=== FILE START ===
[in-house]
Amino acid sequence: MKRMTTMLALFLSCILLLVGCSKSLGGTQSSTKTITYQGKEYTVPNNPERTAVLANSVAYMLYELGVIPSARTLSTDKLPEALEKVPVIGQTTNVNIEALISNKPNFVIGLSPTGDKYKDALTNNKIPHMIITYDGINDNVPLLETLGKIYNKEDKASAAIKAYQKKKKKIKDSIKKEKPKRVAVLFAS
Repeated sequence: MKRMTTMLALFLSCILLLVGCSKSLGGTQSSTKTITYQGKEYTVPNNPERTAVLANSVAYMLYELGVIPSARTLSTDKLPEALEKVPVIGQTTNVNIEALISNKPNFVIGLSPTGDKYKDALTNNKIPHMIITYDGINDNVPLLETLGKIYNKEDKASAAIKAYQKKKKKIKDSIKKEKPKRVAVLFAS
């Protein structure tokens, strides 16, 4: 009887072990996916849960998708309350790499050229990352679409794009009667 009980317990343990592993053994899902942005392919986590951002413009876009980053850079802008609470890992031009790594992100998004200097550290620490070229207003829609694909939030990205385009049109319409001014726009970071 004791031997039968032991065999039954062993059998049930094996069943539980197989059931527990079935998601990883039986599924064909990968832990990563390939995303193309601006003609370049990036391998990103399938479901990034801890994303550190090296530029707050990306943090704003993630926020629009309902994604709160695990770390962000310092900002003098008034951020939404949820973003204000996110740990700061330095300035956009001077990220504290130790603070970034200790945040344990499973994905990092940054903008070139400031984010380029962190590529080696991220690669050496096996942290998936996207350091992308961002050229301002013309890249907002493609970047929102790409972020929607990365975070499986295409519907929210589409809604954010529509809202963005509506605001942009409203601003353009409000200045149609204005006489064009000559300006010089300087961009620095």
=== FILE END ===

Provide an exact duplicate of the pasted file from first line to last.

[in-house]
Amino acid sequence: MKRMTTMLALFLSCILLLVGCSKSLGGTQSSTKTITYQGKEYTVPNNPERTAVLANSVAYMLYELGVIPSARTLSTDKLPEALEKVPVIGQTTNVNIEALISNKPNFVIGLSPTGDKYKDALTNNKIPHMIITYDGINDNVPLLETLGKIYNKEDKASAAIKAYQKKKKKIKDSIKKEKPKRVAVLFAS
Repeated sequence: MKRMTTMLALFLSCILLLVGCSKSLGGTQSSTKTITYQGKEYTVPNNPERTAVLANSVAYMLYELGVIPSARTLSTDKLPEALEKVPVIGQTTNVNIEALISNKPNFVIGLSPTGDKYKDALTNNKIPHMIITYDGINDNVPLLETLGKIYNKEDKASAAIKAYQKKKKKIKDSIKKEKPKRVAVLFAS
């Protein structure tokens, strides 16, 4: 009887072990996916849960998708309350790499050229990352679409794009009667 009980317990343990592993053994899902942005392919986590951002413009876009980053850079802008609470890992031009790594992100998004200097550290620490070229207003829609694909939030990205385009049109319409001014726009970071 004791031997039968032991065999039954062993059998049930094996069943539980197989059931527990079935998601990883039986599924064909990968832990990563390939995303193309601006003609370049990036391998990103399938479901990034801890994303550190090296530029707050990306943090704003993630926020629009309902994604709160695990770390962000310092900002003098008034951020939404949820973003204000996110740990700061330095300035956009001077990220504290130790603070970034200790945040344990499973994905990092940054903008070139400031984010380029962190590529080696991220690669050496096996942290998936996207350091992308961002050229301002013309890249907002493609970047929102790409972020929607990365975070499986295409519907929210589409809604954010529509809202963005509506605001942009409203601003353009409000200045149609204005006489064009000559300006010089300087961009620095």